Wallace & Gromit: The Curse Of The Were-Rabbit

Wallace & Gromit: The Curse Of The Were-Rabbit is an exquisitely animated failure.  It is one of the best looking features I’ve seen in a while but it’s also an inconsistent disappointment.
Wallace is a bald, cheese-obsessed inventor who runs his own animal control business.  Gromit is his silent, remarkably reliable canine sidekick.  (He can drive a car, make breakfast and read the newspaper.  Take that, Benji!)  They spend much of their time tracking down pesky rabbits who frequently invade backyard gardens.  They’re so good at their job they generate much respect from the neighbourhood and even make the front page of the local paper.
The English locals are a little on edge because the 512th Annual Giant Vegetable Competition is just days away.  As long as those furry pests can be successfully contained by the locals, there shouldn’t be any difficulties.
Wallace develops a crush on his latest client, Lady Tottington (charmingly voiced by Helena Bonham-Carter), and the feeling is mutual.  It’s her family bloodline that’s been running the annual GVC (complete with carnival rides and fireworks) for centuries.  However, a whole wack of rabbits have invaded her castle grounds and she needs some assistance.  Before Wallace & Gromit can get there to solve the problem, a mustachioed, big-haired phony named Victor Quartermaine (voice of Ralph Fiennes) arrives first.  Tottington wants nothing to do with him.  Victor is only after her money.  He’s also a big game hunter and while she wants the rabbits removed from her property, she doesn’t want any harm to come to them.  Fortunately, our heroes arrive to resolve the matter and unintentionally expose Victor’s strangely convincing toupee.  Too bad it’s one of many gags that fall flat.
But Wallace is too ambitious for his own good.  His latest invention gets him into big-time trouble.  Without giving too much away (for those who still haven’t seen this film), a giant, mysterious monster is rampaging through the neighbourhood devouring these enormous vegetables.  The townspeople are not amused and want it out of their lives (and gardens) for good.  It’s up to our animal control guys to save the day and preserve the annual fair.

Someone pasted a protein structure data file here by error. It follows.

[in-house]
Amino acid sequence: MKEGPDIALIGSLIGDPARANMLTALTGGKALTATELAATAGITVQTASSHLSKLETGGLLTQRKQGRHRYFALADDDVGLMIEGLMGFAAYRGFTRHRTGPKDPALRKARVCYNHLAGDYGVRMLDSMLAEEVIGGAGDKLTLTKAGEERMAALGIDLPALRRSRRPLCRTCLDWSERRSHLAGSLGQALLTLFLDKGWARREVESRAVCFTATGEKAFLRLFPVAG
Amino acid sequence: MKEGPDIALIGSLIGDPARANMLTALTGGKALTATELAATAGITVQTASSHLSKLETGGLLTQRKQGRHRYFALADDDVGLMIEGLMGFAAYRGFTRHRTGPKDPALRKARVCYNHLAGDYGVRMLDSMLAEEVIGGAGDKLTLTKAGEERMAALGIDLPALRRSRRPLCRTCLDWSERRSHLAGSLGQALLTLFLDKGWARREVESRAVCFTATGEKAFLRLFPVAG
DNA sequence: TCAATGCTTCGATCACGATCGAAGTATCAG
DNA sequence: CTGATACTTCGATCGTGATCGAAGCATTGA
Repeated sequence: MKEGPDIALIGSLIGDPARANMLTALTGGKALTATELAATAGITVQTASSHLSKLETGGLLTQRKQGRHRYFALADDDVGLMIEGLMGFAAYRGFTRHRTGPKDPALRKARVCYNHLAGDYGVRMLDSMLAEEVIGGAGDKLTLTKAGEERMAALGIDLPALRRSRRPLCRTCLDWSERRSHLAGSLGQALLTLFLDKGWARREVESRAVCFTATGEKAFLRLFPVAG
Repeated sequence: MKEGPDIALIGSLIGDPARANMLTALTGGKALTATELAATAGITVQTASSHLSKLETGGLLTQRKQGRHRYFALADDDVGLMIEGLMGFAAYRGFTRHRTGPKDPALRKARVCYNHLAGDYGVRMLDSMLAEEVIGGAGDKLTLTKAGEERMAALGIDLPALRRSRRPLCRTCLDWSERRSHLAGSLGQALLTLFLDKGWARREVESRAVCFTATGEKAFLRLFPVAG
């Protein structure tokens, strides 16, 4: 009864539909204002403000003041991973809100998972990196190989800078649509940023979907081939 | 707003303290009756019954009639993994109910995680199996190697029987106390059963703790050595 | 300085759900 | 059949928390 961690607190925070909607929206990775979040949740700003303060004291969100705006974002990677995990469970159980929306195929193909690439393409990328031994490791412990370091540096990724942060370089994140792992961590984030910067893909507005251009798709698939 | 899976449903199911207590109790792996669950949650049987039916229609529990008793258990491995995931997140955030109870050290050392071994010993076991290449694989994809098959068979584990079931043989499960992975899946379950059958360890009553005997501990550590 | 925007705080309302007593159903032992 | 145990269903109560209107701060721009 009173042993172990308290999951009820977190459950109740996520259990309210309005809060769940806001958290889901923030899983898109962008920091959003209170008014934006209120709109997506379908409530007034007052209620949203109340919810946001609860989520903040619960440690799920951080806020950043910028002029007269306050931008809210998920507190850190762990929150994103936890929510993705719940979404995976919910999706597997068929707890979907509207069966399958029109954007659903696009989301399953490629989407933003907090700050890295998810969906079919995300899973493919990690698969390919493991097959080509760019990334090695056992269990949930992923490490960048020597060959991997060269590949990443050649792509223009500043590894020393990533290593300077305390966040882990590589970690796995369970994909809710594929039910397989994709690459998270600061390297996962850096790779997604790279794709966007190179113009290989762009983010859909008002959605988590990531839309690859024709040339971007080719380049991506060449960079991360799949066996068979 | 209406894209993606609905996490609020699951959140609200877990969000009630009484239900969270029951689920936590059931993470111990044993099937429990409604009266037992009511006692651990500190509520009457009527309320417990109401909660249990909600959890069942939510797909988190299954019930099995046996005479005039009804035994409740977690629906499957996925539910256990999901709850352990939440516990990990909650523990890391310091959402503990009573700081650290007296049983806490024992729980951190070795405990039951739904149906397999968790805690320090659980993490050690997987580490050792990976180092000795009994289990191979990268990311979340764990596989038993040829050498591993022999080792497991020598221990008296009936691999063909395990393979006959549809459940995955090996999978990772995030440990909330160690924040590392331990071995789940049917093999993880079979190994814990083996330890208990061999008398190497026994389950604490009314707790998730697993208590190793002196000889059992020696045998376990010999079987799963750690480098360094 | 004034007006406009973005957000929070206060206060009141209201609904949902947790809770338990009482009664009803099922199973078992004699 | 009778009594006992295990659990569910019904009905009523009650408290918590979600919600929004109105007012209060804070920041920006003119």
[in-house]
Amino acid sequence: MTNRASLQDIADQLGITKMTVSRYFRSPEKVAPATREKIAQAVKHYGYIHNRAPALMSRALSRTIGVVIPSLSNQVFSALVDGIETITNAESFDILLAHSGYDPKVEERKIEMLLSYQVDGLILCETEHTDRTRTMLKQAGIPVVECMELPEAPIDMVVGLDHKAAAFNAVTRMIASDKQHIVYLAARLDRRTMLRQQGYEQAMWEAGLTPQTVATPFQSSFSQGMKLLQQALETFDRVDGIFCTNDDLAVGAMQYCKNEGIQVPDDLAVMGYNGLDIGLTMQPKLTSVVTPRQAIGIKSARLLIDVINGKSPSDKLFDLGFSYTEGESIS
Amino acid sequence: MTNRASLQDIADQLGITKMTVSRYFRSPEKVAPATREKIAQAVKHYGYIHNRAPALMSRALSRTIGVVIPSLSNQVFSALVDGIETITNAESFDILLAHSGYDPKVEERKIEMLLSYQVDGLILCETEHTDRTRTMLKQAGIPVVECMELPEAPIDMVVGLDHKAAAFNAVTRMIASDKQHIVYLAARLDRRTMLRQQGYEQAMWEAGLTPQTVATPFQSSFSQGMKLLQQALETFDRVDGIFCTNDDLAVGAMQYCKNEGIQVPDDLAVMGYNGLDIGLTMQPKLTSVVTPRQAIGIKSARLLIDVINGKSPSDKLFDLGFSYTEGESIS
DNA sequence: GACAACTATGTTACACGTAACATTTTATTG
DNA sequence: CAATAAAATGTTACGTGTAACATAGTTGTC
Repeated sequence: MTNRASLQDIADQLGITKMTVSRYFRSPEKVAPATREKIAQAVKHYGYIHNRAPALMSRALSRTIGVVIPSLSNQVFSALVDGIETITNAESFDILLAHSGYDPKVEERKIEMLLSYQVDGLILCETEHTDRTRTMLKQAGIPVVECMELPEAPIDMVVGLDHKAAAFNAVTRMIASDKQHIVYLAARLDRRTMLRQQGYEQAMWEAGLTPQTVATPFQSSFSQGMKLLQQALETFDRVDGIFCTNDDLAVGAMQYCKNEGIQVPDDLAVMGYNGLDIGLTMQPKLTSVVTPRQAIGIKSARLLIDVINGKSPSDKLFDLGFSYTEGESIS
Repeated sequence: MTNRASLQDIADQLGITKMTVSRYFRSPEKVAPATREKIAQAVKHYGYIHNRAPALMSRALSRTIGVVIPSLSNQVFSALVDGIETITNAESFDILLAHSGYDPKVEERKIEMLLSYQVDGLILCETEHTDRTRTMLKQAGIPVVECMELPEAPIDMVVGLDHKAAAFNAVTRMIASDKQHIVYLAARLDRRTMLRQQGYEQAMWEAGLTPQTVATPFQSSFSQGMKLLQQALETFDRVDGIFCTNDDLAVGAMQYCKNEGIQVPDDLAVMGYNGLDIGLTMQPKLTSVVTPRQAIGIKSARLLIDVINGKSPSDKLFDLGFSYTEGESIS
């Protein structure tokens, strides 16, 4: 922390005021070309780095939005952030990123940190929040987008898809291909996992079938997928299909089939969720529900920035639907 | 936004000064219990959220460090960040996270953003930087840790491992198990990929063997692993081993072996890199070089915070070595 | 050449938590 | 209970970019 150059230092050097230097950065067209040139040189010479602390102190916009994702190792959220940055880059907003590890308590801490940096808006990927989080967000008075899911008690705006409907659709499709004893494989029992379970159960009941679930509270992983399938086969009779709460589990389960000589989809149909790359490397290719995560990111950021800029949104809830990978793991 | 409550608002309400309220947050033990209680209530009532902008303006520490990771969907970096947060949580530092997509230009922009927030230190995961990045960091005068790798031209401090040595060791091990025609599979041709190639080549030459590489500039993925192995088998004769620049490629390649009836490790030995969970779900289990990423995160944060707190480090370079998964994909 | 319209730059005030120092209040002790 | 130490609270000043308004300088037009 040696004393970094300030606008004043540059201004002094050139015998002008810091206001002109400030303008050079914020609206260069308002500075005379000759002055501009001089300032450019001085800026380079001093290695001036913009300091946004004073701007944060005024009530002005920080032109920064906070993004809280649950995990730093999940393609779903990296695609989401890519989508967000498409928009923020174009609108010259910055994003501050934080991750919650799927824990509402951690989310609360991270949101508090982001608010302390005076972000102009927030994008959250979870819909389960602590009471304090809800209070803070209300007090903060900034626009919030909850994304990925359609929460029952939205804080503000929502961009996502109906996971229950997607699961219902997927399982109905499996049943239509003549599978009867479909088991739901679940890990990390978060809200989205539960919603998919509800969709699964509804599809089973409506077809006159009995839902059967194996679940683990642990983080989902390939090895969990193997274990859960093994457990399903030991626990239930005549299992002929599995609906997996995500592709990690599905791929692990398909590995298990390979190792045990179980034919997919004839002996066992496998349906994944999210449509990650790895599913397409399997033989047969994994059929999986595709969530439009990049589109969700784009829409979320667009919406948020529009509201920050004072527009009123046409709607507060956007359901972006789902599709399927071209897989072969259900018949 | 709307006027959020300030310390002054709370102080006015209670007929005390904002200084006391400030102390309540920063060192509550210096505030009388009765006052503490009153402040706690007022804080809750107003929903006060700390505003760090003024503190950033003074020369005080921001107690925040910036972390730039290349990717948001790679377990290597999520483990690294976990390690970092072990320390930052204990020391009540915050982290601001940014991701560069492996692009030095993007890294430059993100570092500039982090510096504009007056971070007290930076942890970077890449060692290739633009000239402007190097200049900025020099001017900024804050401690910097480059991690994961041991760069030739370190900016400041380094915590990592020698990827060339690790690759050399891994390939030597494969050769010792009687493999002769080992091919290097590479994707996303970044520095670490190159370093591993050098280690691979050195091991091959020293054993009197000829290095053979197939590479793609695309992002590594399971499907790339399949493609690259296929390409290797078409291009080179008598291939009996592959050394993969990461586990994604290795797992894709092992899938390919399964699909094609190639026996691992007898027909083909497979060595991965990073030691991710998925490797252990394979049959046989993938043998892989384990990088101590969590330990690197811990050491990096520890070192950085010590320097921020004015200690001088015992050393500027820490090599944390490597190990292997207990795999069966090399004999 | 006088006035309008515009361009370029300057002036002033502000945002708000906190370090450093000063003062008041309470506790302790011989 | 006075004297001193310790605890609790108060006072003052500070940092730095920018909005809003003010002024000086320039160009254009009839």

The spirit of claymation is kept very much alive with this film.  You feel the love and hard work in every frame.  Take a look at the scene where that cop is whistling late at night.  Or the underground car chase sequence.  Or the "dogfight" during the last act.  These are beautifully rendered moments.
So, why doesn’t it work as a whole?  Well, for starters, that villain is pretty lame.  Ralph Fiennes is a great actor but I just didn’t hate him in this role.  Victor Quartermaine is a useless character who takes up way too much screen time.  His canine sidekick doesn’t fare much better (but he does inspire one very big laugh during the "dogfight" sequence).
More importantly, the comic tone of the piece is uneven.  It never gets on a roll the way it should.  Don’t get me wrong.  There are a number of funny moments here, but they never add up to an unstoppable laugh riot.  It’s spotty at best.
The quiet romance between Wallace and Lady Tottington is cute and convincing, but it’s underdeveloped.  It doesn’t help that Quartermaine’s presence takes away from this much more enjoyable storyline.  He’s always getting in the way.
Finally, I just didn’t have that much affection for the characters overall.  Unlike the Toy Story and Shrek films, you never develop that special connection, that unshakeable bond that instantaneously happens when a captivated movie audience falls in love with charming characters.  You never hate the heroes in Wallace & Gromit.  They’re too nice to warrant our loathing.  You just never worry about them the way you do about Woody and his fellow toys, and Shrek and his beloved Princess Fiona.  Those feelings are absent here.
The movie is technically well made and contains some engaging action sequences.  A good plot twist pops up in the middle, and there are a number of good zingers and sight gags.  But Wallace & Gromit: The Curse Of The Were-Rabbit is missing that special connection with the characters and consistent laughs.  Without those important qualities, it’s merely eye candy without heart.  What a shame.
Dennis Earl
Hamilton, Ontario, Canada
Friday, April 13, 2007
10:37 p.m.
Published in: on April 13, 2007 at 10:46 pm  Leave a Comment  

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